Berlin is easily the city where a visitor can spend less and eat better than almost any other European capitol. There are other things to eat in Berlin besides Turkish food and sausage, but trust me: they suck. I don't use the term "suck" to simply indicate lesser quality... I mean "Whoa! That sucks!" Most of the nicer places specialize in what we ex-kitchen staff know as "pretentious tweezer food". Another problem is that Germans can not eat spicy food. That is not a stereotype." If a German unexpectedly encounters a blast of hot pepper they can - and sometimes do - sue the restaurant. So the smart chef dumbs everything down: watery stocks pass as pho, bland plates of noodles with peanuts sprinkled on top are labeled "pad thai" alongside menu categories identified as "Asia Wok" and of course, "China Box". There are hundreds of these "pan-asian" monstrosities all over Germany. The late Ed Ward - one of the best American expat writers ever to set foot in Europe took umbrage at the easy racism that powers this perception that all "Asian" food is the same It's undeniable, though, that this sort of racism -- Orientalism, to give it its proper name -- is acceptable here. There's a snack food that comes in "Thailandische süss-scharf" (sweet-hot) flavor, and features a "Thai" on the package wearing a coolie hat, slanty eyes, a pigtail, and those kind of Japanese wooden shoes with the two platforms, the kind that geishas wear. It's an offensive stereotype, but it isn't even a remotely accurate offensive stererotype.
On the other hand, Berlin has glorious Turkish food. Most of the Turks living in Germany today have Anatolian roots, and also something very few people in Anatolia have: a decent income. And it shows in the restaurants in neighborhoods like Wedding. Wedding has the lowest income level and the highest percentage of foreign born residents in all of Berlin. That may sound like something out of a Viktor Orban fever dream, but it is one of the more pleasant parts of Berlin, especially if you have an appetite. We randomly chose Köyluoglu Turkish Restaurant in Wedding and it was one of the best restaurant meals we've had in years. I was converted to köfte (roughly: meatwads) years ago in Istanbul: Fumie always goes for Adana kebab. Either way, nobody understands ground meat better than a Turkish kitchen. I have spent decades trying to make a decent Turkish style köfte in my home, and only recently had any success in producing something that does not resemble a small dried hamburger. Good köfte proves the rule that simplicity can be deceiving. Köfte is rapidly replacing doner as the King of Turkish street meat on Berlin's streets.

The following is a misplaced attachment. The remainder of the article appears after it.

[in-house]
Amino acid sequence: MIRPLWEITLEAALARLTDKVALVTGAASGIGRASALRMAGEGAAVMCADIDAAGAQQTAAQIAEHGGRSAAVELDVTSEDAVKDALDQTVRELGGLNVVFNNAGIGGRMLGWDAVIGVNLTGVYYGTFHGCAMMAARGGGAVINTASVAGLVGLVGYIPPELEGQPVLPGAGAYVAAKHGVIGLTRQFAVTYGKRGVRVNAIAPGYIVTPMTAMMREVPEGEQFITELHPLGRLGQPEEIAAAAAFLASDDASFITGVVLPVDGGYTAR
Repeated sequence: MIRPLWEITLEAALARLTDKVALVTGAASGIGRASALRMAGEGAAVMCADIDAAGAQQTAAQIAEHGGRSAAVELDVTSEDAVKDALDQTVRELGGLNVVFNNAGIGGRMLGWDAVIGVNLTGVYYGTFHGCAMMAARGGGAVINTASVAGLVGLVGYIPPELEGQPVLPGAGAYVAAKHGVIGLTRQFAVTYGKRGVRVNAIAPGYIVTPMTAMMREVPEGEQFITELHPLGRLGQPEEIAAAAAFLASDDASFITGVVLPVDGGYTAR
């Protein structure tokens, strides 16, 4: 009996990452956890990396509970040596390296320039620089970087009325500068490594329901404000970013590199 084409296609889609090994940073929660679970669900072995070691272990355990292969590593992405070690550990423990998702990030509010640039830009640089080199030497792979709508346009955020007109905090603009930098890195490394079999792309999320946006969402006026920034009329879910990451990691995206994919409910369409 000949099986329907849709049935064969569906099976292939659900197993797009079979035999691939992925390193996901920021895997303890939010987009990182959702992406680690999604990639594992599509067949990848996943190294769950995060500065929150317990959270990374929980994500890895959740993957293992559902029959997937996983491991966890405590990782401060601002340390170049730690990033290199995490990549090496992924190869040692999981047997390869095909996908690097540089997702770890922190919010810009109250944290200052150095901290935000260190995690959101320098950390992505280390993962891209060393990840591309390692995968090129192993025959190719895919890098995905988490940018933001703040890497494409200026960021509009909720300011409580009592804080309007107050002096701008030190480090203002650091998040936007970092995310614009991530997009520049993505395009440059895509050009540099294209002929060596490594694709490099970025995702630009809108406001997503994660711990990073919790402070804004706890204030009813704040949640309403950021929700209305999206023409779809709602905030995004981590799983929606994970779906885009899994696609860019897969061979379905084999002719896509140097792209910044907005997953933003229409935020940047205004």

|Köfte sandwich at Gel Gör |
Later, after rehearsing in Neukölln, I had late lunch at Gel Gör, a grill famous for its inegol köfte and that stays open all night long and is famous for impromptu street dancing at 4 AM on weekends. This rates as the best sandwich of the year so far, considering that I have not been able to visit Katz' Deli this year. And just down Kottbusser Damm on the next corner was La Femme, specializing in Turkish breakfast. There is a saying in Turkish (I am not making this up) that "lunch is for your friends, dinner is for your family, but breakfast is just for you." Omelets, cheese and olive plates, perfect for wasting a morning outside with your friends. I even ordered a breakfast to go on a travel day, only to offer it in sacrifice it to our unfed cimbalom player who was driving us to our next gig.
On the upside, the music - with Craig Judelman's Klezmer Kompanye - was great. With Craig and Zoe Aqua on fiddle, Shaun Williams on accordion and cimbalom, and Dasha Fomina on flute. We played the Panda Platform in P-berg, Berlin, and it was like a homecoming for all kinds of Yiddish friends and klezmerei... Michael Wex, Shane Baker, Tamas Wormser were all in the house. The road always leads home.
|Su burek: think non-tomato lasagna for breakfast. |